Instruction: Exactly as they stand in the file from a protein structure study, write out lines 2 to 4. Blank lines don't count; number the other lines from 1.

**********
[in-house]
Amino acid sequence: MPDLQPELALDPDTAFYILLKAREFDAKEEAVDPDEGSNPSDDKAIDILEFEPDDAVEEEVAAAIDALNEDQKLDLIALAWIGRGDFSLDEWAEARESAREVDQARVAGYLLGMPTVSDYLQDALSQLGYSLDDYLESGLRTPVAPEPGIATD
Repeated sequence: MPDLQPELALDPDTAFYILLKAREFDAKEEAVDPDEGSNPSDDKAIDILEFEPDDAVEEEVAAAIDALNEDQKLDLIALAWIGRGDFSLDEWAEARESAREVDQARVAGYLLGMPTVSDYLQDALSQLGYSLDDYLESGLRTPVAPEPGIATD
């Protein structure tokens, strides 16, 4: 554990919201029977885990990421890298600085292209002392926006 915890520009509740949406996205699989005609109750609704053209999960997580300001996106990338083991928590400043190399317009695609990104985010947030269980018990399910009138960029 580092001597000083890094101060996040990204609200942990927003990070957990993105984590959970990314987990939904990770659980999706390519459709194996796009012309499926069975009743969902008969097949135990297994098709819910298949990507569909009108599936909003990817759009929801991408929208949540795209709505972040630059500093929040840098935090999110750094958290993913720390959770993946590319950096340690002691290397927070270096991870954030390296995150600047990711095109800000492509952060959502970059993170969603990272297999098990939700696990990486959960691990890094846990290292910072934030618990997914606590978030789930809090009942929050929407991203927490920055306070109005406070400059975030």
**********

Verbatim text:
Amino acid sequence: MPDLQPELALDPDTAFYILLKAREFDAKEEAVDPDEGSNPSDDKAIDILEFEPDDAVEEEVAAAIDALNEDQKLDLIALAWIGRGDFSLDEWAEARESAREVDQARVAGYLLGMPTVSDYLQDALSQLGYSLDDYLESGLRTPVAPEPGIATD
Repeated sequence: MPDLQPELALDPDTAFYILLKAREFDAKEEAVDPDEGSNPSDDKAIDILEFEPDDAVEEEVAAAIDALNEDQKLDLIALAWIGRGDFSLDEWAEARESAREVDQARVAGYLLGMPTVSDYLQDALSQLGYSLDDYLESGLRTPVAPEPGIATD
């Protein structure tokens, strides 16, 4: 554990919201029977885990990421890298600085292209002392926006 915890520009509740949406996205699989005609109750609704053209999960997580300001996106990338083991928590400043190399317009695609990104985010947030269980018990399910009138960029 580092001597000083890094101060996040990204609200942990927003990070957990993105984590959970990314987990939904990770659980999706390519459709194996796009012309499926069975009743969902008969097949135990297994098709819910298949990507569909009108599936909003990817759009929801991408929208949540795209709505972040630059500093929040840098935090999110750094958290993913720390959770993946590319950096340690002691290397927070270096991870954030390296995150600047990711095109800000492509952060959502970059993170969603990272297999098990939700696990990486959960691990890094846990290292910072934030618990997914606590978030789930809090009942929050929407991203927490920055306070109005406070400059975030």